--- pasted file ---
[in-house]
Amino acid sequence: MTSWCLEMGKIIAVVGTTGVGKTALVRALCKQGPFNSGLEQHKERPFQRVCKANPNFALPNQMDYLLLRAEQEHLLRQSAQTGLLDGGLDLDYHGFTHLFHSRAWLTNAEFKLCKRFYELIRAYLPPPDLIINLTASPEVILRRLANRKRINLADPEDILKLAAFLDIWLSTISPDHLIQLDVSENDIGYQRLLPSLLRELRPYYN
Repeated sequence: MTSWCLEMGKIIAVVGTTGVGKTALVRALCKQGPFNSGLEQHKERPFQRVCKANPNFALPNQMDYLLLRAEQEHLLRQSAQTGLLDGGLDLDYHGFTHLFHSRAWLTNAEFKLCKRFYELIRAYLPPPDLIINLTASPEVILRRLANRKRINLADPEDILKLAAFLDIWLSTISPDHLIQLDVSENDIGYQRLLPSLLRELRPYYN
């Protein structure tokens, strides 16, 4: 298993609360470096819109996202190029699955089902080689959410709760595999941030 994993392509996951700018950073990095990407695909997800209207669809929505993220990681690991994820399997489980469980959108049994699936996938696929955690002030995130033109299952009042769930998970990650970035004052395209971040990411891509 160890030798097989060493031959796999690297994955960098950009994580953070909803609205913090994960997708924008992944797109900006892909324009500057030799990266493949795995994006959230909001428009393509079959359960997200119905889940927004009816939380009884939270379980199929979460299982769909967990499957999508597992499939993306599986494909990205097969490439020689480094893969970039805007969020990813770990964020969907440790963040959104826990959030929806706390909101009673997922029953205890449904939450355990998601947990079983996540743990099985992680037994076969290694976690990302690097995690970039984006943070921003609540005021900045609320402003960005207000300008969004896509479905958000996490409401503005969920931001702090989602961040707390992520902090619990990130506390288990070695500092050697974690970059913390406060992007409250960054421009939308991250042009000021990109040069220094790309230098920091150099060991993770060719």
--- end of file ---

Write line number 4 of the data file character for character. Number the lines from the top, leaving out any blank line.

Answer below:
């Protein structure tokens, strides 16, 4: 298993609360470096819109996202190029699955089902080689959410709760595999941030 994993392509996951700018950073990095990407695909997800209207669809929505993220990681690991994820399997489980469980959108049994699936996938696929955690002030995130033109299952009042769930998970990650970035004052395209971040990411891509 160890030798097989060493031959796999690297994955960098950009994580953070909803609205913090994960997708924008992944797109900006892909324009500057030799990266493949795995994006959230909001428009393509079959359960997200119905889940927004009816939380009884939270379980199929979460299982769909967990499957999508597992499939993306599986494909990205097969490439020689480094893969970039805007969020990813770990964020969907440790963040959104826990959030929806706390909101009673997922029953205890449904939450355990998601947990079983996540743990099985992680037994076969290694976690990302690097995690970039984006943070921003609540005021900045609320402003960005207000300008969004896509479905958000996490409401503005969920931001702090989602961040707390992520902090619990990130506390288990070695500092050697974690970059913390406060992007409250960054421009939308991250042009000021990109040069220094790309230098920091150099060991993770060719």